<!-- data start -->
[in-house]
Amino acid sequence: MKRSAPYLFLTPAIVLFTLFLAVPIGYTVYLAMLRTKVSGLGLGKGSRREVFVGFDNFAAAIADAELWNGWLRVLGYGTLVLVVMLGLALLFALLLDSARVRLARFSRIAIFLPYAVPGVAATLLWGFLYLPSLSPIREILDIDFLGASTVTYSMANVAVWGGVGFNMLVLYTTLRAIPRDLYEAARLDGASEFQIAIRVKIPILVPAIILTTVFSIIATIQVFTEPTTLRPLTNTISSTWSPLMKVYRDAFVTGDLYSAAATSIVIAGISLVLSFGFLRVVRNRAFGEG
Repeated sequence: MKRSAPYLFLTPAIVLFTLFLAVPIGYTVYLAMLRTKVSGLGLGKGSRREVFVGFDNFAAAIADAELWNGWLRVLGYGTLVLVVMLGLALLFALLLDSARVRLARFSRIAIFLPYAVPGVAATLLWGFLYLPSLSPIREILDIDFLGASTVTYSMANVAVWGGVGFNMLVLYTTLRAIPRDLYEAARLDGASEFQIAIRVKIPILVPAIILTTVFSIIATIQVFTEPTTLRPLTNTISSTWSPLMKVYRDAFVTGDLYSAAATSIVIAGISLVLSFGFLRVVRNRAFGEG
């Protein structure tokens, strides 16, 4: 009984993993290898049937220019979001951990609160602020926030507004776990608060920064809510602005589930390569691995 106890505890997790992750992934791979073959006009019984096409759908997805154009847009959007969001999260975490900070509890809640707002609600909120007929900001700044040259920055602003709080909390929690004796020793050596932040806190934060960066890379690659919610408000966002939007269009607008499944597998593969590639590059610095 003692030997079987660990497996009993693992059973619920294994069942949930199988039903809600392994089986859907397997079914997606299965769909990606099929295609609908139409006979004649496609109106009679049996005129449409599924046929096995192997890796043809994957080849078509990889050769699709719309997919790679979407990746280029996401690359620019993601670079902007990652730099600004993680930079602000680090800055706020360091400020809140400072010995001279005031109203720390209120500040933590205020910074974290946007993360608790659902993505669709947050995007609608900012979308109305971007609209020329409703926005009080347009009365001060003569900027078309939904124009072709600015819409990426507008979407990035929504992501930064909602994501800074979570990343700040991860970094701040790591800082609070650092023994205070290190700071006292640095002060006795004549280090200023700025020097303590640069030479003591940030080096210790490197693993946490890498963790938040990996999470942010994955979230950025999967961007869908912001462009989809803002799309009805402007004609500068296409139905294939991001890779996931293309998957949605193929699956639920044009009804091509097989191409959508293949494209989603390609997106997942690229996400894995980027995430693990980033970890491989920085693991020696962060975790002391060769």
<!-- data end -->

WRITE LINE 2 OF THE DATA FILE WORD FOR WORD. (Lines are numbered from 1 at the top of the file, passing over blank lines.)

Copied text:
Amino acid sequence: MKRSAPYLFLTPAIVLFTLFLAVPIGYTVYLAMLRTKVSGLGLGKGSRREVFVGFDNFAAAIADAELWNGWLRVLGYGTLVLVVMLGLALLFALLLDSARVRLARFSRIAIFLPYAVPGVAATLLWGFLYLPSLSPIREILDIDFLGASTVTYSMANVAVWGGVGFNMLVLYTTLRAIPRDLYEAARLDGASEFQIAIRVKIPILVPAIILTTVFSIIATIQVFTEPTTLRPLTNTISSTWSPLMKVYRDAFVTGDLYSAAATSIVIAGISLVLSFGFLRVVRNRAFGEG